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2012 Tour de France champ repeats claim he has no idea what was in package, but says someone is out to destroy his reputation (and he thinks he knows who it is)

 

Sir Bradley Wiggins insists that a parliamentary investigation of Team Sky that formed part of an investigation into doping in sport was an attempt to destroy his reputation – and as for that infamous Jiffy Bag that much of the probe focused on, he speculated that “Maybe it was a dildo for Dave Brailsford.”

Wiggins, clearly still angry about the way he became one of the focal points of the inquiry, was speaking to the Belgian news website, HLN.be, sponsors of the Crystal Bike awards which he attended last week to present the trophy for the country’s best male cyclist of the year to Victor Campenaerts.

Cycling News reports Wiggins as telling HLN: "The claim that the package was for me does not make sense. I never saw it. What was in it? I would not know. Maybe it was a dildo for Dave Brailsford," he said.

Referring to the lack of record-keeping relating to the contents of the package, he drew comparisons with the meticulousness with which Team Sky goes about its business, saying: "I hear that they now have a WhatsApp group at Sky. When the riders leave the dinner table, they note everything that is left, every day.

“They weigh the rice and the pasta that is still on the table and say, 'Okay, the riders have left 600 grams of rice and 400 grams of pasta'. They calculate how many calories the riders have not eaten. They put that in the WhatsApp group.

"But if they do that, why is something as simple as keeping a record of a package sent from Manchester to the Dauphiné not possible? Just a piece of paper: 'this was in the package, DHL has sent it, here it is signed off'. Why did they have to lie about that? If they had, I could have continued with my life."

He also believes that the Daily Mail article, and the subsequent parliamentary inquiry, were influenced by someone with an agenda to discredit him.

"There was no research,” he maintained. “They had one witness. Someone with a motive – if it is who we think is the witness. They have taken the word of that witness for truth.

"It was all set up to destroy me,” who added that he believed it was “because of what happened to British Cycling before the 2016 Games," when British Cycling became embroiled in allegations of bullying and discrimination that resulted in the departure of Shane Sutton as technical director and ultimately wholesale changes in the organisation’s management and procedures.

"I did not come to the defence of British Cycling,” Wiggins explained. “They had not forgotten that. Gradually it becomes clear that those stories about me are not very good.

“There are now questions about the parliamentary inquiry committee. They have admitted that their report is based on that one testimony. The last word about that has not yet been had," he added.

Wiggins himself has said on more than one occasion that, when the time is right, he will reveal the full extent of what he believes, although for now it appears he is keeping the identity of the person he thinks is behind what he sees as an attempt to sabotage his reputation to himself.

Representatives of British Cycling and Team Sky, including team principal Brailsford and former coach Shane Sutton, testified before the House of Commons select committee on Digital, Culture, Media and Sport in late 2016.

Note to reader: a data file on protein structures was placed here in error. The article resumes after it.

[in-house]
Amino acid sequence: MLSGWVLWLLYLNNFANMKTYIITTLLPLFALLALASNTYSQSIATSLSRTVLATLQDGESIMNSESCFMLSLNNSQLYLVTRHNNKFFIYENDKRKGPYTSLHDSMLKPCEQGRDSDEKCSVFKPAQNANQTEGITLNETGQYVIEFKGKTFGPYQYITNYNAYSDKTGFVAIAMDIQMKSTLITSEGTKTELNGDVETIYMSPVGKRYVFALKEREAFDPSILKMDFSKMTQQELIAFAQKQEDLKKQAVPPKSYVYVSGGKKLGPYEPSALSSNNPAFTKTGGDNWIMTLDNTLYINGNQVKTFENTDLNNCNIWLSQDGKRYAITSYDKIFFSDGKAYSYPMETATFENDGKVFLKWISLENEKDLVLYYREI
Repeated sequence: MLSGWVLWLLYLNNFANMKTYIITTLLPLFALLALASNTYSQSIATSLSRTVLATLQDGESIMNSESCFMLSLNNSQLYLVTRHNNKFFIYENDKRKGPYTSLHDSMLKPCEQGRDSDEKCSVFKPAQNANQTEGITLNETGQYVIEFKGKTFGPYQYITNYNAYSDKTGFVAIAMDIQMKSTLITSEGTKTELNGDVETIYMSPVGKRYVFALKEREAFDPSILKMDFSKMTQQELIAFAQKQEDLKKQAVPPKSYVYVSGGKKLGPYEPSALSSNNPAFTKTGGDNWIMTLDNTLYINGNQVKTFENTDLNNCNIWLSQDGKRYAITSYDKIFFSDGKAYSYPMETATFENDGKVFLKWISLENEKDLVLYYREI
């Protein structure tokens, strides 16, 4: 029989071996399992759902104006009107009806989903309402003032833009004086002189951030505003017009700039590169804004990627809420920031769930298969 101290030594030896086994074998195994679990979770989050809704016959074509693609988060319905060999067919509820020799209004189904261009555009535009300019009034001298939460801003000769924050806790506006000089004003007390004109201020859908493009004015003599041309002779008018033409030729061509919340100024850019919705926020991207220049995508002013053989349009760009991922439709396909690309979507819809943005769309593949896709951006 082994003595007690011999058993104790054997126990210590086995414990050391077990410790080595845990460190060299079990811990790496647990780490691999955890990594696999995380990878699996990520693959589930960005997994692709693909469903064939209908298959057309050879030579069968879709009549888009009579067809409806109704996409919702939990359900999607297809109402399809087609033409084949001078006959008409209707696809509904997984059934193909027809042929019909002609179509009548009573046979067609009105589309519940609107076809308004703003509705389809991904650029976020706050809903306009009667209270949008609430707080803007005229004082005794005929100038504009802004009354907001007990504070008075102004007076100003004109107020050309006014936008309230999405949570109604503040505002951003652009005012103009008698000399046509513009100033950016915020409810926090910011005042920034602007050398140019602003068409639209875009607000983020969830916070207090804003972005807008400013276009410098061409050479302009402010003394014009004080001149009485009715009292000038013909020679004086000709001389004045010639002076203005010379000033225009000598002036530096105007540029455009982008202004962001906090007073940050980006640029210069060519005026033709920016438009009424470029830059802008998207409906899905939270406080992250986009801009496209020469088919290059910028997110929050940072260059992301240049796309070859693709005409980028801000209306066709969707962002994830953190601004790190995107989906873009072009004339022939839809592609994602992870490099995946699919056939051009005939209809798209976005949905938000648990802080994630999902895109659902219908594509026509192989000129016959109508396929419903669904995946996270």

The focus on cycling came about as a result of the revelation shortly after the Rio 2016 Olympics where Wiggins won his fifth career gold medal that he had benefitted from Therapeutic Use Exemptions (TUEs) for the corticosteroid triamcinolone ahead of key races including the 2012 Tour de France, which he won.

The disclosure that Wiggins had been authorised to take the banned drug, ostensibly to treat his hay fever but which also has performance-enhancing effects, was made by the Russia-based Fancy Bears hacking group.

Subsequently, the Daily Mail reported that on the final day of the 2011 Criterium du Dauphiné, which Wiggins won, a Jiffy Bag containing medicine for his use was delivered to Team Sky doctor Richard Freeman at the race by then British Cycling employee Simon Cope.

Brailsford, when pressed, told the select committee that it contained the decongestant Fluimucil, which is not banned but is available over the counter.

It’s an explanation that the committee declined to accept, with some suggestions that the Jiffy Bag contained triamcinolone – which in this case, would not have been administered under a TUE and would therefore constitute a potential anti-doping rule violation and, if proven, could have led to sanctions against Wiggins possibly including disqualification from results including that 2012 Tour de France victory.

In its report, it the committee said that "the whole story of the package seems implausible, to say the least," and that it believed Team Sky had crossed an ethical line in using drugs to enhance the performance of its riders and not just because of medical necessity.

However, a UK Anti-doping probe was shelved after it became impossible to ascertain what was in the package in the absence of any records.

Born in Scotland, Simon moved to London aged seven and now lives in the Oxfordshire Cotswolds with his miniature schnauzer, Elodie. He fell in love with cycling one Saturday morning in 1994 while living in Italy when Milan-San Remo went past his front door. A daily cycle commuter in London back before riding to work started to boom, he's been news editor at road.cc since 2009. Handily for work, he speaks French and Italian. He doesn't get to ride his Colnago as often as he'd like, and freely admits he's much more adept at cooking than fettling with bikes.